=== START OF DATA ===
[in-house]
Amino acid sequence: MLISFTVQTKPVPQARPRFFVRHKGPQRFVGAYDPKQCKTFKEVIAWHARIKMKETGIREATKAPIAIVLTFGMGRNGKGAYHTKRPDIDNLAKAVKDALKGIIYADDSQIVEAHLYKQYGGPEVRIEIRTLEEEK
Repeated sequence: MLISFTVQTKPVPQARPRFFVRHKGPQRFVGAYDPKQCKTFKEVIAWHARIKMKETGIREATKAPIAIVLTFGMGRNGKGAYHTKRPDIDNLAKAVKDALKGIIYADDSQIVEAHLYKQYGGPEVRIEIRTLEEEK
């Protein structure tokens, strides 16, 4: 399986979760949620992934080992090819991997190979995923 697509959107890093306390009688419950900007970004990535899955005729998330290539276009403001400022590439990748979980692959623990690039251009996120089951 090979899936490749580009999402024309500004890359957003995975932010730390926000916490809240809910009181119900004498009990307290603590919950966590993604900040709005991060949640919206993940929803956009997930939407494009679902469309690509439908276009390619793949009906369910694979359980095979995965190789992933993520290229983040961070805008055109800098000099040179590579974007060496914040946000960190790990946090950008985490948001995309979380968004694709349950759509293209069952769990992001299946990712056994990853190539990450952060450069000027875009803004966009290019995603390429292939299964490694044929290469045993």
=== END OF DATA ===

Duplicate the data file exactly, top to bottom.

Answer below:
[in-house]
Amino acid sequence: MLISFTVQTKPVPQARPRFFVRHKGPQRFVGAYDPKQCKTFKEVIAWHARIKMKETGIREATKAPIAIVLTFGMGRNGKGAYHTKRPDIDNLAKAVKDALKGIIYADDSQIVEAHLYKQYGGPEVRIEIRTLEEEK
Repeated sequence: MLISFTVQTKPVPQARPRFFVRHKGPQRFVGAYDPKQCKTFKEVIAWHARIKMKETGIREATKAPIAIVLTFGMGRNGKGAYHTKRPDIDNLAKAVKDALKGIIYADDSQIVEAHLYKQYGGPEVRIEIRTLEEEK
């Protein structure tokens, strides 16, 4: 399986979760949620992934080992090819991997190979995923 697509959107890093306390009688419950900007970004990535899955005729998330290539276009403001400022590439990748979980692959623990690039251009996120089951 090979899936490749580009999402024309500004890359957003995975932010730390926000916490809240809910009181119900004498009990307290603590919950966590993604900040709005991060949640919206993940929803956009997930939407494009679902469309690509439908276009390619793949009906369910694979359980095979995965190789992933993520290229983040961070805008055109800098000099040179590579974007060496914040946000960190790990946090950008985490948001995309979380968004694709349950759509293209069952769990992001299946990712056994990853190539990450952060450069000027875009803004966009290019995603390429292939299964490694044929290469045993």